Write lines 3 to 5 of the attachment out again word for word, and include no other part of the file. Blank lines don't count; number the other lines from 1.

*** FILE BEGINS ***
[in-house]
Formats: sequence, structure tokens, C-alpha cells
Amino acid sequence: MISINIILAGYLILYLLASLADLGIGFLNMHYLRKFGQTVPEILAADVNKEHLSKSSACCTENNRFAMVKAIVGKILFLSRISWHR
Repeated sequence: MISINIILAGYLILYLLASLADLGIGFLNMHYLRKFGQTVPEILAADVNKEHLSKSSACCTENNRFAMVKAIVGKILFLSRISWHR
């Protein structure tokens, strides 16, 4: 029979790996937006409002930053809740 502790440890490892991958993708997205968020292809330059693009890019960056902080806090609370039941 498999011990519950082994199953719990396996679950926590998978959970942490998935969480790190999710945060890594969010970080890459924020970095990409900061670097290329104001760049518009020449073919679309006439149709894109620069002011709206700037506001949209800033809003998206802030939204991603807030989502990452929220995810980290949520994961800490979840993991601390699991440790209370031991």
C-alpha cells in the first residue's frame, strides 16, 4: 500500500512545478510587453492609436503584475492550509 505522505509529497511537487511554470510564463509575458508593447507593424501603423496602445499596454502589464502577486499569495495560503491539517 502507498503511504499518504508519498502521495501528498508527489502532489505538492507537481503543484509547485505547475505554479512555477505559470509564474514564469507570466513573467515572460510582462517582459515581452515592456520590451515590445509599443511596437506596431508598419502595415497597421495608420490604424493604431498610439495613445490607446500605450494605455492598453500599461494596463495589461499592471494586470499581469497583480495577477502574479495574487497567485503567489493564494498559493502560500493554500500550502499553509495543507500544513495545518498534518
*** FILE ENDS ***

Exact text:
Amino acid sequence: MISINIILAGYLILYLLASLADLGIGFLNMHYLRKFGQTVPEILAADVNKEHLSKSSACCTENNRFAMVKAIVGKILFLSRISWHR
Repeated sequence: MISINIILAGYLILYLLASLADLGIGFLNMHYLRKFGQTVPEILAADVNKEHLSKSSACCTENNRFAMVKAIVGKILFLSRISWHR
């Protein structure tokens, strides 16, 4: 029979790996937006409002930053809740 502790440890490892991958993708997205968020292809330059693009890019960056902080806090609370039941 498999011990519950082994199953719990396996679950926590998978959970942490998935969480790190999710945060890594969010970080890459924020970095990409900061670097290329104001760049518009020449073919679309006439149709894109620069002011709206700037506001949209800033809003998206802030939204991603807030989502990452929220995810980290949520994961800490979840993991601390699991440790209370031991």